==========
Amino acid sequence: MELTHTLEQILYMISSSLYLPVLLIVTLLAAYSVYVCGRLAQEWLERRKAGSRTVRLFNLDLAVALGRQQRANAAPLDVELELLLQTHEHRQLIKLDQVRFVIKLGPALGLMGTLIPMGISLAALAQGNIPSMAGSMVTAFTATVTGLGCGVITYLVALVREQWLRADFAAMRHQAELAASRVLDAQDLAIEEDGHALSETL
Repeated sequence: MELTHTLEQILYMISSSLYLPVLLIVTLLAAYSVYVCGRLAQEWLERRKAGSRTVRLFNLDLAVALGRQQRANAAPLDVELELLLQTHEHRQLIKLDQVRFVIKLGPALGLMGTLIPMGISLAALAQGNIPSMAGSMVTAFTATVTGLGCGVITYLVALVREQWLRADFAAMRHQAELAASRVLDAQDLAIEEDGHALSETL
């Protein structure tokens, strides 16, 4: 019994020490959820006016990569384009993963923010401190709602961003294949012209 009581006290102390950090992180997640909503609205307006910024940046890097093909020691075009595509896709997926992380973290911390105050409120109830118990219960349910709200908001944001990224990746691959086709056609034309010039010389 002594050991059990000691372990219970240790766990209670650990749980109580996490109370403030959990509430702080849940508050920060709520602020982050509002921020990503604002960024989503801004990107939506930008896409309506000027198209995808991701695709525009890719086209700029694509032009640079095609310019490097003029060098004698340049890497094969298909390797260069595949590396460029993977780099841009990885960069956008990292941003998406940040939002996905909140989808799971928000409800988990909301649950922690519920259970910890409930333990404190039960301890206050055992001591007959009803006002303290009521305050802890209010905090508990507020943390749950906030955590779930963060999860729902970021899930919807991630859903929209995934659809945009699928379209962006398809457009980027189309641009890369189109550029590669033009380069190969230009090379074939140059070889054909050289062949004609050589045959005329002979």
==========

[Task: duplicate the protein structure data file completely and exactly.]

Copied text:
Amino acid sequence: MELTHTLEQILYMISSSLYLPVLLIVTLLAAYSVYVCGRLAQEWLERRKAGSRTVRLFNLDLAVALGRQQRANAAPLDVELELLLQTHEHRQLIKLDQVRFVIKLGPALGLMGTLIPMGISLAALAQGNIPSMAGSMVTAFTATVTGLGCGVITYLVALVREQWLRADFAAMRHQAELAASRVLDAQDLAIEEDGHALSETL
Repeated sequence: MELTHTLEQILYMISSSLYLPVLLIVTLLAAYSVYVCGRLAQEWLERRKAGSRTVRLFNLDLAVALGRQQRANAAPLDVELELLLQTHEHRQLIKLDQVRFVIKLGPALGLMGTLIPMGISLAALAQGNIPSMAGSMVTAFTATVTGLGCGVITYLVALVREQWLRADFAAMRHQAELAASRVLDAQDLAIEEDGHALSETL
């Protein structure tokens, strides 16, 4: 019994020490959820006016990569384009993963923010401190709602961003294949012209 009581006290102390950090992180997640909503609205307006910024940046890097093909020691075009595509896709997926992380973290911390105050409120109830118990219960349910709200908001944001990224990746691959086709056609034309010039010389 002594050991059990000691372990219970240790766990209670650990749980109580996490109370403030959990509430702080849940508050920060709520602020982050509002921020990503604002960024989503801004990107939506930008896409309506000027198209995808991701695709525009890719086209700029694509032009640079095609310019490097003029060098004698340049890497094969298909390797260069595949590396460029993977780099841009990885960069956008990292941003998406940040939002996905909140989808799971928000409800988990909301649950922690519920259970910890409930333990404190039960301890206050055992001591007959009803006002303290009521305050802890209010905090508990507020943390749950906030955590779930963060999860729902970021899930919807991630859903929209995934659809945009699928379209962006398809457009980027189309641009890369189109550029590669033009380069190969230009090379074939140059070889054909050289062949004609050589045959005329002979």